How to calm a stressed horse

How to calm a stressed horse

Horses can suffer from anxiety and stress, which can affect how they learn and perform. We explore the issue of anxiety in horses.

Just like us, horses can suffer from stress and anxiety when faced with certain situations. Also similar to humans, stress and anxiety increase the release of cortisol, the stress hormone, which can have negative impacts on a horse’s health.

Horses that are chronically anxious are more likely to suffer from illnesses such as gastric ulcer syndrome, weight loss and depression, so it’s important to work out the cause of the anxiety and do what we can to alleviate it.

Causes of anxiety in horses

There are many things that can cause anxiety in horses. These include:

  • A sudden change in your horse’s routine or environment, such as moving to a new yard, or being put on box rest.
  • Social challenges, such as losing an equine companion, having limited access to other horses or introducing new horses to a herd.
  • Transporting your horse, as not all horses enjoy travelling.
  • Changes in your horse’s feeding regime, such as suddenly restricting feed or forage.
  • Weaning foals from their mothers.
  • Being poorly or in pain, especially if the horse’s pain isn’t acknowledged and they are still expected to work.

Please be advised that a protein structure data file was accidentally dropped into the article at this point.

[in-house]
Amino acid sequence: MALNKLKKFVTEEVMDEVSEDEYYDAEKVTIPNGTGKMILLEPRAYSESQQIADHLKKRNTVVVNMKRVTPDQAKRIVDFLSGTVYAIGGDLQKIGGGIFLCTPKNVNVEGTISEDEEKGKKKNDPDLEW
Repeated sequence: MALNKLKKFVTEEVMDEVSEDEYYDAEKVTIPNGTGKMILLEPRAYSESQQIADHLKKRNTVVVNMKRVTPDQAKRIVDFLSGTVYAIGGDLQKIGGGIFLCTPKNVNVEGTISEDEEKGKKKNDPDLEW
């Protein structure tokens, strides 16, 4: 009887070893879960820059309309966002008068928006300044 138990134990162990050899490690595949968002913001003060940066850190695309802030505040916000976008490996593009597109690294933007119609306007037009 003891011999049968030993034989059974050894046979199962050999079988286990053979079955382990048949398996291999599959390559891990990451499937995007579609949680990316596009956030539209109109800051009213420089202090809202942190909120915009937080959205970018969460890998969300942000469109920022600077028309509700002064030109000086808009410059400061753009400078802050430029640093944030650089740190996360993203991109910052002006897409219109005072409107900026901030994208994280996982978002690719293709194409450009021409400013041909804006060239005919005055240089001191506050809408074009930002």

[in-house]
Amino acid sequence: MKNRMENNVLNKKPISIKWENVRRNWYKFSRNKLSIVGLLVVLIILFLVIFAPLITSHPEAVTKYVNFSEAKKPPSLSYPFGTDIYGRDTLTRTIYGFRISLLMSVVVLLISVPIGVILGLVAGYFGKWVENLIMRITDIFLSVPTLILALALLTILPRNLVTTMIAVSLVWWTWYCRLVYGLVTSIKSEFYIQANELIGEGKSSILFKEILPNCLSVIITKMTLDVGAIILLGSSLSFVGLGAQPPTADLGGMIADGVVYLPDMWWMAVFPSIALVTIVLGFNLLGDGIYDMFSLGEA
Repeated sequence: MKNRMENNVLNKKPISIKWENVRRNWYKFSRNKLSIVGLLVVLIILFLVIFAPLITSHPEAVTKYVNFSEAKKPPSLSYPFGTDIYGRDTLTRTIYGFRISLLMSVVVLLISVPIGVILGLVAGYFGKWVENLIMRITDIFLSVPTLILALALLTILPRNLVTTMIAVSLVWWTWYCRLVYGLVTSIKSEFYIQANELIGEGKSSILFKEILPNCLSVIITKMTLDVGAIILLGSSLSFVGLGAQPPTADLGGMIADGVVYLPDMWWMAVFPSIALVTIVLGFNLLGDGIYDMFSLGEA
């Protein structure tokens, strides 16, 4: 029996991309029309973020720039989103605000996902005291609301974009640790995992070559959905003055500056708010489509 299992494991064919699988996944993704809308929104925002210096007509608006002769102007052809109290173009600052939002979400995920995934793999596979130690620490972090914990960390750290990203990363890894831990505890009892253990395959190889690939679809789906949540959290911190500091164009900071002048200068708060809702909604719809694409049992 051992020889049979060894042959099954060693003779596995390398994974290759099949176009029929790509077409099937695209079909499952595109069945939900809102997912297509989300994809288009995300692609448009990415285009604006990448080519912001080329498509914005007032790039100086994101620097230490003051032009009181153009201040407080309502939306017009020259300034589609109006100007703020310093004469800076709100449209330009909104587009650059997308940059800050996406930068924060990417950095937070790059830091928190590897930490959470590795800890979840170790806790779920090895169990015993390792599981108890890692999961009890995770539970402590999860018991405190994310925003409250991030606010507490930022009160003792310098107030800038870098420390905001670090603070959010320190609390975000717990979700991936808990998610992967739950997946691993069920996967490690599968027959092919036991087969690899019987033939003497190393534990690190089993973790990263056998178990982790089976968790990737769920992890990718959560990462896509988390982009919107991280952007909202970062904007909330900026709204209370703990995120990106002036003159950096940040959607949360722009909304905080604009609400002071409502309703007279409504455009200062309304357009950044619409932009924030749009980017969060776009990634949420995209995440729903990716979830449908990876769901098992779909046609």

• For some horses, competing.
  • Visits from the vet, farrier and dentist, especially if they have had a bad experience in the past.

Signs that your horse is stressed

  • Pacing the stable or paddock
  • Pawing the floor or banging the door of their stable
  • Sweating and trembling
  • Not wanting to eat
  • Increased heart and breathing rate with flared nostrils
  • Passing droppings more frequently, which may become loose
  • High head and tail carriage and snorting
  • Being aggressive with ears back and tail swishing
  • Calling loudly to other horses
  • Tossing their head

It’s worth noting that all horses are individuals, and while some may show all these signs of anxiety, others may not show any. It’s important, therefore, to know your horse and notice any changes in behaviour or health that could be a sign of stress and anxiety.

Minimising anxiety and stress

The good news is that are lots of ways to help reduce your horse’s anxiety. One of the big things to consider is that horses relish predictability, so keeping their routine the same every day in terms of when they are fed, when they get turned out and when they are exercised will help your horse feel more secure. It’s also been shown that horses like to be handled by the same carers, although this isn’t always possible. Sometimes changes are necessary, but make them gradually, if possible.

It’s also important to ensure that your horse’s basic needs are met. Do they have plenty of turnout and exercise? Are they able to spend time socialising with other horses? Is their environment enriched with lots of fun and interesting things? Ensuring they are free from pain and illness will also help to prevent stress and anxiety, so regular vet, farrier and dental visits, as well as tack-fit checks, will all help.

‘Ideally, anxious horses should be fed a high-fibre diet, using oil as a slow-release energy source where needed so as to minimise dietary starches and sugars, which can be linked to excitable behaviour,’ says Juliette Edmonds, Petplan Equine Ambassador and vet.